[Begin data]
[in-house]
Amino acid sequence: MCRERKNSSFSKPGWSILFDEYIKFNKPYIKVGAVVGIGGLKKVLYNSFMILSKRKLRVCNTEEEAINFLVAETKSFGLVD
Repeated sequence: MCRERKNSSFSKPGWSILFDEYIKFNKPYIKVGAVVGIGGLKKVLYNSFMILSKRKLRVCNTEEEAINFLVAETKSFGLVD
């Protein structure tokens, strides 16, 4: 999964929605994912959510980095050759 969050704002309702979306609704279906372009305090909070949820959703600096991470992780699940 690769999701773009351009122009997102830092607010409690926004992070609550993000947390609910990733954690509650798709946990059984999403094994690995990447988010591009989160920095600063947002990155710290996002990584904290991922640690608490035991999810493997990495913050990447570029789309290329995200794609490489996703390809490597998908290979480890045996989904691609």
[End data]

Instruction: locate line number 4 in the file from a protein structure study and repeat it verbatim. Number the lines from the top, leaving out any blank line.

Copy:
């Protein structure tokens, strides 16, 4: 999964929605994912959510980095050759 969050704002309702979306609704279906372009305090909070949820959703600096991470992780699940 690769999701773009351009122009997102830092607010409690926004992070609550993000947390609910990733954690509650798709946990059984999403094994690995990447988010591009989160920095600063947002990155710290996002990584904290991922640690608490035991999810493997990495913050990447570029789309290329995200794609490489996703390809490597998908290979480890045996989904691609």